This week I attended the lecture by Gov. Scott Walker of Wisconsin at the American Enterprise Institute. (You can watch the video here. ) After he was through, a discussion was held by National Review political journalist Robert Costa and Weekly Standard reporter Steve Hayes; it was moderated by Walker’s co-author, Washington Post columnist Marc Thiessen.
The mainstream media has practically anointed Gov. Chris Christie the GOP frontrunner for the most likely candidate to win a national election in 2016. Christie was featured on the cover of Time, and appeared on virtually every TV Sunday talk show following his New Jersey victory. Despite serious questions about his ability to transfer his East Coast win to the Midwest and Southern GOP primaries, and the question of whether or not his aggressive New York-Jersey “in your face style” will play elsewhere, the media and many pundits have acted as if the question of who will get the Republican nomination is all but over.
Those who have looked no further than Christie many years before an actual candidate will be chosen should take a deep breath and reconsider. They should, especially, take a good close look at Governor Walker. Listening to him and talking to him briefly after his speech, I was struck how down to earth he is. Scott Walker is the opposite of a striving, somewhat phony politician. He comes off as a regular guy, a man of principle who believes in the concept of public service, a man who is serious, thoughtful, and anything but the caricature of a sleazy politician in it for power. Moreover, he is solidly middle-class. No one can brand him the way that Mitt Romney was — as a candidate of the super-rich who disdains and scorns the 47 percent.
Indeed, Walker said during his talk that while he has great respect for Romney and thinks he would have made a great president, he thinks the former governor was shortsighted not to stress that conservatives favor an opportunity society in which those on the bottom rungs have the ability and the encouragement to move into a better place for themselves and their children — just as working-class people and poor immigrants have done in America’s past.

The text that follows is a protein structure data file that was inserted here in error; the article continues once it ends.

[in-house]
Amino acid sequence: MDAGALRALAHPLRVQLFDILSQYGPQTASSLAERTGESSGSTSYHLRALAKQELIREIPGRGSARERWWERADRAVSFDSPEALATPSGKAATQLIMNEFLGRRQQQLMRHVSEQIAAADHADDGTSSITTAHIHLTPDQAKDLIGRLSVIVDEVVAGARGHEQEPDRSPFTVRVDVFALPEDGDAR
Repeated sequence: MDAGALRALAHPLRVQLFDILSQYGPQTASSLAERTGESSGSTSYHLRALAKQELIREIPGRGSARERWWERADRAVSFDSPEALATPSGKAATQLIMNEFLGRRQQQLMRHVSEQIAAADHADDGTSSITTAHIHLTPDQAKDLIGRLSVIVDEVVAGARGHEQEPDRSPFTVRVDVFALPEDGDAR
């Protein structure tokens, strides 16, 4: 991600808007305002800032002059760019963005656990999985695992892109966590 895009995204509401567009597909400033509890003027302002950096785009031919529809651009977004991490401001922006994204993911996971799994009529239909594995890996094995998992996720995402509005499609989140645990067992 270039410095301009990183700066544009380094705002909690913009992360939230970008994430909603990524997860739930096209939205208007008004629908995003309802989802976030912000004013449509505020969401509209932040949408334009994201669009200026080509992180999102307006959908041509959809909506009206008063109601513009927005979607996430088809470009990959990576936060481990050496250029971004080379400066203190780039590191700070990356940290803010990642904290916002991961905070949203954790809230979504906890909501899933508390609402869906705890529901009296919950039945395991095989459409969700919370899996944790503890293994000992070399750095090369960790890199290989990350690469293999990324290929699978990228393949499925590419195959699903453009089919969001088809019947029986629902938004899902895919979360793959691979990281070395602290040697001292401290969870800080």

Walker, I believe, is a potential candidate who has the ability to bridge the gap between the Tea Party and regular Republicans, emphasizing what all conservatives agree upon and helping to create a conservative majority and a center-right nation. Writing in the Wall Street Journal, Walker spelled out some of the same themes he addressed in his speech.
He emphasizes that conservatives do not have to compromise their principles to win or take a supposedly wise turn to the center in order to gain a victory. No one, as Thiessen said, can accuse Walker of being the kind of man who gives up his principles to score votes, or who cannot stand firm under great pressure.
Remember all those TV reports during the siege by the Left of the Wisconsin State Capitol before the recall vote in Wisconsin? Thiessen was there, and reported how the unruly mobs — thugs in fact — were banging on Walker’s door trying to break in, and doing everything possible to prevent the governor from conducting business. Not only did he remain calm and proceed to do his job, he stood firm against the teachers’ union. When they agreed to give in some on pensions and contributions to their health care if Walker gave in on compulsory dues checkoff, Walker held firm. As we all know, he won and was victorious in the recall election despite a huge campaign against him and massive rallies of the Left’s troops.
Moreover, as Walker points out, 11% of Wisconsin’s voters voted for both him and Barack Obama! That, as he writes, means that one of nine voters who voted for him in the recall election planned to vote for Obama a few months later. To put it as boldly as possible: liberal Obama supporters voted for an outspoken conservative who did not moderate his position to gain their votes! Walker adds that recent polls reveal that 11% of the people in Wisconsin still support him and Obama.